Visiting Professor of Biology Simon Coppard recently published an article titled “Phylogeography of the sand dollar genus Encope: implications regarding the Central American Isthmus and rates of molecular evolution” in Nature - Scientific Reports.
The paper presents a fossil calibrated phylogeny of the new world sand dollar genus Encope, based on one nuclear and four mitochondrial genes, calibrated with fossils at multiple nodes.
Coppard’s research shows that present day distributions of Encope are likely the result of multiple range contractions and extinction events. Most species are now endemic to a single region, but one widely distributed species occurs in the Pacific Ocean and another in the Atlantic Ocean. Each of these is composed of morphotypes previously described as separate species, which appear to correspond with ecophenotypic variation.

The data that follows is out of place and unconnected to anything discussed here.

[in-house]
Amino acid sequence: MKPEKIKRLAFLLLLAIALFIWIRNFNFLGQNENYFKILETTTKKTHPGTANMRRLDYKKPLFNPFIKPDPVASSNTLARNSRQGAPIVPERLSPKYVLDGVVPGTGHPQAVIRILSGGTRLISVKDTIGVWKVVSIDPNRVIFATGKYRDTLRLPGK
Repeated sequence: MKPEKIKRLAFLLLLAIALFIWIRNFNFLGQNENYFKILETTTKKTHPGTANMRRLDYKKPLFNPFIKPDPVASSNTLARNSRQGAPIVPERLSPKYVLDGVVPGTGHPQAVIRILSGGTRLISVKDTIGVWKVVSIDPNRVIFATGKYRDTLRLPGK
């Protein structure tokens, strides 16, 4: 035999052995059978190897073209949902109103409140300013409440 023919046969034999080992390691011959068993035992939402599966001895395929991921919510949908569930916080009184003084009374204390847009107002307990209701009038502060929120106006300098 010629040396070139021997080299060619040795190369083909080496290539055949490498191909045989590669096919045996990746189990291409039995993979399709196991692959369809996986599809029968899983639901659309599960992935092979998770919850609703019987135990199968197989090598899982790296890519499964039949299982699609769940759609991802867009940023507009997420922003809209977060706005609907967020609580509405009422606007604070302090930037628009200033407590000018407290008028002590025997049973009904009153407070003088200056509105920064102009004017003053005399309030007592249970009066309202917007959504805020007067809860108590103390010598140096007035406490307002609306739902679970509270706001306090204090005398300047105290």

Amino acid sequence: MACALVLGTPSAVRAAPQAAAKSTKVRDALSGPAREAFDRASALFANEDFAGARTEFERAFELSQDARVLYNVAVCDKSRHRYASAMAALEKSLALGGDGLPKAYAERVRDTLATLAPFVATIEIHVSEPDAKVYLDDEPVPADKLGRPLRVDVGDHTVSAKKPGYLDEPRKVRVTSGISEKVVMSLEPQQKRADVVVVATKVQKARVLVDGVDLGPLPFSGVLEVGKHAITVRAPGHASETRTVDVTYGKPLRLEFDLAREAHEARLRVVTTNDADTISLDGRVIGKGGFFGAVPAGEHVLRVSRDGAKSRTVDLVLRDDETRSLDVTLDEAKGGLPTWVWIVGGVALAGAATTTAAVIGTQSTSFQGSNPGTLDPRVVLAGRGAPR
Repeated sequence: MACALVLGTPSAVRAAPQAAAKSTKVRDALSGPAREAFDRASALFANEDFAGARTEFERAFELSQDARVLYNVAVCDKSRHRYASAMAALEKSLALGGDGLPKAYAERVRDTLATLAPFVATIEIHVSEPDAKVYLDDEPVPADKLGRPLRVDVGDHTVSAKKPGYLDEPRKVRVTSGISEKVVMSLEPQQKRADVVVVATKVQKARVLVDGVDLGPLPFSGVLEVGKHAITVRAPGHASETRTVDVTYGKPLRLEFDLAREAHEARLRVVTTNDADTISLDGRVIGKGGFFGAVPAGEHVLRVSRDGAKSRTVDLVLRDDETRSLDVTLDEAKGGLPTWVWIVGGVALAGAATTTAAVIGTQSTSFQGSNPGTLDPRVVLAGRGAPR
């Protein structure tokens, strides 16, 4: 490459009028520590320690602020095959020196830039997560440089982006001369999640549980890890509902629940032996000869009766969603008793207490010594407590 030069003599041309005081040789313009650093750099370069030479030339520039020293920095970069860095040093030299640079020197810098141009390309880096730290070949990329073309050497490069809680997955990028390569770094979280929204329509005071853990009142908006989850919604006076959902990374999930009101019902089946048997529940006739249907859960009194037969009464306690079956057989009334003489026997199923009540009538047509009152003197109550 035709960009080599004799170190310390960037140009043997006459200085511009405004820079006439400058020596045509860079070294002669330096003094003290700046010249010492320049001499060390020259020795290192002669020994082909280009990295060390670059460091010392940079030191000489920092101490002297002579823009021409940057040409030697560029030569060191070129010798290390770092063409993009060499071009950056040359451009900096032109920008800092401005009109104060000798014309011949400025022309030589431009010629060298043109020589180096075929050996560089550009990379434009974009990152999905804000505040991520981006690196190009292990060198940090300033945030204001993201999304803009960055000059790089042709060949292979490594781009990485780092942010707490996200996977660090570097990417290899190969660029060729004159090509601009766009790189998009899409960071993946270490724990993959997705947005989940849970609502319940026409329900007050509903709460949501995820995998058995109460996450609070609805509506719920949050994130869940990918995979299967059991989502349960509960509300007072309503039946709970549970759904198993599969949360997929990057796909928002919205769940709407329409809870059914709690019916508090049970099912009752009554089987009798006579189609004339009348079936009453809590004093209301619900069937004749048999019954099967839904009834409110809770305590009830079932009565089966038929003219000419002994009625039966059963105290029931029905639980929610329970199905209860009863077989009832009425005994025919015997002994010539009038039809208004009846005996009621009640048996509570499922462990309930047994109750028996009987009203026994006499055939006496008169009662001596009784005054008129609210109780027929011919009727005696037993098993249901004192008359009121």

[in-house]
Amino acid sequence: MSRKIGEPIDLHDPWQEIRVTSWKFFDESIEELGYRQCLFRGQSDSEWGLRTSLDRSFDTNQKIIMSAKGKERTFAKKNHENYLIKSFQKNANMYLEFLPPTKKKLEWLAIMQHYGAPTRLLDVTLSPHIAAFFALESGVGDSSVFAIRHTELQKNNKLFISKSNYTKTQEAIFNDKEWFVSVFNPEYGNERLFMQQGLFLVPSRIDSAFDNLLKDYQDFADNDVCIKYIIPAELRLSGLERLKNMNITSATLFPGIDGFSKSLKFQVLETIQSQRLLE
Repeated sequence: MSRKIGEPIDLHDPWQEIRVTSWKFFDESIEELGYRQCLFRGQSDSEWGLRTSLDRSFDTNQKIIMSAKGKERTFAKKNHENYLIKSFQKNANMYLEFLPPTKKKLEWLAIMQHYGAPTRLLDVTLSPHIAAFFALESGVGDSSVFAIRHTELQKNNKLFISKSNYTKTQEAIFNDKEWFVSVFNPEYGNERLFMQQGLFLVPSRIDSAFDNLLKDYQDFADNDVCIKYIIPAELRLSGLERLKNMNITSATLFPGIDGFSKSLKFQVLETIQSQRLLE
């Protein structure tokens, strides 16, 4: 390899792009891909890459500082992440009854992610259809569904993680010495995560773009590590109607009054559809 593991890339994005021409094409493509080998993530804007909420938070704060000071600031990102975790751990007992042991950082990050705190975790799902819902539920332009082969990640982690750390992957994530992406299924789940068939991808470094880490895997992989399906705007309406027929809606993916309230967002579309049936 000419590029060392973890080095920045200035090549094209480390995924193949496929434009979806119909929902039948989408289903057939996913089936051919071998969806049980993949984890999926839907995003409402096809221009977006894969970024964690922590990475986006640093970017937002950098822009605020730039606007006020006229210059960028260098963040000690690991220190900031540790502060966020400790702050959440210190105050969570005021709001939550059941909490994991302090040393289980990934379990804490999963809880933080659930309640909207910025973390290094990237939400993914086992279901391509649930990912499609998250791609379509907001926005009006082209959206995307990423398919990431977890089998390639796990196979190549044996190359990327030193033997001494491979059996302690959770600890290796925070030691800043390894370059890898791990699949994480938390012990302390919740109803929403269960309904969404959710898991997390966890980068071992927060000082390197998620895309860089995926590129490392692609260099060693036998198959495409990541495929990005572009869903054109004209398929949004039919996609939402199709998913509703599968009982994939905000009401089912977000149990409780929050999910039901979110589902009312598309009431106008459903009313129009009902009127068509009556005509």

An important finding of the research shows that the most recent separation between eastern Pacific and Caribbean extant clades occurred at 4.90 Million years ago, which pre-dates the final closure of the Central American Isthmus, but postdates the recently proposed ancient blockage of seaways. This provides another piece of evidence that genetic (and thus water) connections between oceans were strong until the Pliocene.
Coppard also reports that the rate of evolution of mitochondrial genes in Encope has been 10 times slower than in the closely related genera Mellita and Lanthonia. This large difference in rates suggests that splits between eastern Pacific and Caribbean biota, dated on the assumption of a “universal” mitochondrial DNA clock are not valid.